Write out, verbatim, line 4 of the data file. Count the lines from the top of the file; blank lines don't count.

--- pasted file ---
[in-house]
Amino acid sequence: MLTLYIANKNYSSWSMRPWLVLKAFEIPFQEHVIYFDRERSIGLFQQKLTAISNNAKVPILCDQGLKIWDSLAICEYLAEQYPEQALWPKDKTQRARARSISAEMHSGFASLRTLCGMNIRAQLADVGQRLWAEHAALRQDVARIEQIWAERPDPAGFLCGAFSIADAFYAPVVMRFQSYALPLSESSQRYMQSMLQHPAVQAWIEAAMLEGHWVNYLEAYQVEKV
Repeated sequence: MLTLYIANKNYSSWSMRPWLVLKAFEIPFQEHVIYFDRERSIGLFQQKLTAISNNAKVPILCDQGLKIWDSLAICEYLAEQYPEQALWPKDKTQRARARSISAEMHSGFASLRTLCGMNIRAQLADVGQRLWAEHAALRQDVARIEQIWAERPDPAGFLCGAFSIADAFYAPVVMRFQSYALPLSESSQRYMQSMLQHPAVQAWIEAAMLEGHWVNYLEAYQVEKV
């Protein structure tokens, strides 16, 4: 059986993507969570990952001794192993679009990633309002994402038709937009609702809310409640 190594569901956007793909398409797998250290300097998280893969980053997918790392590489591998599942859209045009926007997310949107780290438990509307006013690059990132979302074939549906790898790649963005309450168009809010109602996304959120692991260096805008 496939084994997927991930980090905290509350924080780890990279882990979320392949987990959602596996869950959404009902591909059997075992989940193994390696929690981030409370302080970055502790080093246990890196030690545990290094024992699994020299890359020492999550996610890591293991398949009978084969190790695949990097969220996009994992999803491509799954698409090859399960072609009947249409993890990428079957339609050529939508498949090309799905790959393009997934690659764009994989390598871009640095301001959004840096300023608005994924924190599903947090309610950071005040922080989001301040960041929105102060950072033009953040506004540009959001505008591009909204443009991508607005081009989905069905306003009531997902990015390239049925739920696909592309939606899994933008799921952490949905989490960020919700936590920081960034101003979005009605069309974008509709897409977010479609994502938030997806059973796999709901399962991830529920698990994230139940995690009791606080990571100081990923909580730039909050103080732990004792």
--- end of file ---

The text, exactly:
């Protein structure tokens, strides 16, 4: 059986993507969570990952001794192993679009990633309002994402038709937009609702809310409640 190594569901956007793909398409797998250290300097998280893969980053997918790392590489591998599942859209045009926007997310949107780290438990509307006013690059990132979302074939549906790898790649963005309450168009809010109602996304959120692991260096805008 496939084994997927991930980090905290509350924080780890990279882990979320392949987990959602596996869950959404009902591909059997075992989940193994390696929690981030409370302080970055502790080093246990890196030690545990290094024992699994020299890359020492999550996610890591293991398949009978084969190790695949990097969220996009994992999803491509799954698409090859399960072609009947249409993890990428079957339609050529939508498949090309799905790959393009997934690659764009994989390598871009640095301001959004840096300023608005994924924190599903947090309610950071005040922080989001301040960041929105102060950072033009953040506004540009959001505008591009909204443009991508607005081009989905069905306003009531997902990015390239049925739920696909592309939606899994933008799921952490949905989490960020919700936590920081960034101003979005009605069309974008509709897409977010479609994502938030997806059973796999709901399962991830529920698990994230139940995690009791606080990571100081990923909580730039909050103080732990004792």